Benchmarking amongst forensic mental health services: A strategy to progress the movement toward elimination of restrictive practices

Ms Tessa Maguire1,2, Ms  Jo  Ryan1,2, Professor Brian McKenna2,3
1Forensicare, Melbourne, Australia, 2Centre for Forensic Behavioural Science/Swinburne University of Technology, Melbourne, Australia, 3Auckland University of Technology, Auckland, New Zealand

Restrictive practices are not therapeutic and application can lead to adverse outcomes. An evidence-base toward the elimination of the use of restrictive practices is provided by the Six Core Strategies. One of the Six Core Strategies is the use of data to drive practice change. Service data can be used to benchmark progress toward elimination of restrictive practices with other services. In Victoria all area mental health services benchmark against each other. However, research suggests there are distinct differences in rates, duration and multiple use of restrictive interventions in the state-wide forensic mental health service in Victoria, when compared to area mental health services. This indicates the need for specific forensic mental health benchmarks for the use of restrictive practices. However, there is not sufficient evidence to identify what the benchmarks should be for forensic mental health services (FMHS). This presentation discusses a research project that aimed to develop benchmarks to assist FMHS to reduce the use of restrictive interventions (for seclusion, physical restraint and mechanical restraint) across the states and territories of Australia, and the five regional services in New Zealand. A Delphi method research design was used to gain consensus on benchmarks among the Delphi members. Findings from this study suggest there are distinct differences among FMHS in regards to policy and practice. Delphi members reached agreement for suitable benchmarks for seclusion and physical restraint, which will be presented. These benchmarks will be used as a starting point for forensic services to begin benchmarking together to continue to work toward the elimination of restrictive practices.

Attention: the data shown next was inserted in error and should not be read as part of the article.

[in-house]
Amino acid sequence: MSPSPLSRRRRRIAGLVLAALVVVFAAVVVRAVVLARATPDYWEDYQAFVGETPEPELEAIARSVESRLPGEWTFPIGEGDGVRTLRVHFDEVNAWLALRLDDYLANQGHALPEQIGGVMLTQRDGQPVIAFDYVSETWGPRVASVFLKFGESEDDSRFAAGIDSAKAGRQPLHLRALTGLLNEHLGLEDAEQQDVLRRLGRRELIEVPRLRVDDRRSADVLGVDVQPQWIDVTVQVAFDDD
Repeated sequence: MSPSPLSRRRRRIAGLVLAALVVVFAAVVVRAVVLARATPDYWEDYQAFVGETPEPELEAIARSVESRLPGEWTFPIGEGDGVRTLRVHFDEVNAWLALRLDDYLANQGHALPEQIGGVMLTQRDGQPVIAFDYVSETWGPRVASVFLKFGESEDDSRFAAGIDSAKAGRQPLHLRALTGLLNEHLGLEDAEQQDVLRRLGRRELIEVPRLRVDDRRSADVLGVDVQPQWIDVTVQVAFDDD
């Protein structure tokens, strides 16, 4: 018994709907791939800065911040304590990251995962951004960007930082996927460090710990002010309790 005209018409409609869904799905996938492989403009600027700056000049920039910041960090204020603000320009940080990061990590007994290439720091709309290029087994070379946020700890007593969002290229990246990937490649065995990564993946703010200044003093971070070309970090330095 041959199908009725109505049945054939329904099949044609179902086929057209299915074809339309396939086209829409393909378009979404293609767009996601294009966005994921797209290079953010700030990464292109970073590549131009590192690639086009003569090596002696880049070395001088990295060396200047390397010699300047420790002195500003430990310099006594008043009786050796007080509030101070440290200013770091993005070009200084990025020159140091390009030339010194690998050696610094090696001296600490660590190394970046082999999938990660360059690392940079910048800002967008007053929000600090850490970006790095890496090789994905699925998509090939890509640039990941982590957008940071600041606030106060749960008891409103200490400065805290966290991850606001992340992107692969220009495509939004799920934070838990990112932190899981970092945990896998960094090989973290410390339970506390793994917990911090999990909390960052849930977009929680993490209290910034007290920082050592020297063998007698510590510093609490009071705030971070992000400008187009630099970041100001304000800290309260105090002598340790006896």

Tessa Maguire is a Clinical Nurse Consultant at Forensicare and an Adjunct Lecturer in Forensic Mental Health Nursing at the Centre for Forensic Behavioural Science. Tessa is currently a PhD candidate and her research is investigating risk assessment and nursing interventions to reduce inpatient aggression and the use of restrictive practices.


TERP focuses on identifying, avoiding and reducing harm across all environments in which the care of people with mental ill health is provided. TERP inforces Australia’s commitment to reduce the use of, and eliminate restrictive practices as a priority for action. Each jurisdiction, in conjunction with the Safety and Quality Partnership Standing Committee and the Commonwealth Government, works towards this vision by holding a series of forums providing an opportunity to learn and grow from local and national initiatives to eliminate restrictive practices and create a dialogue for future care.

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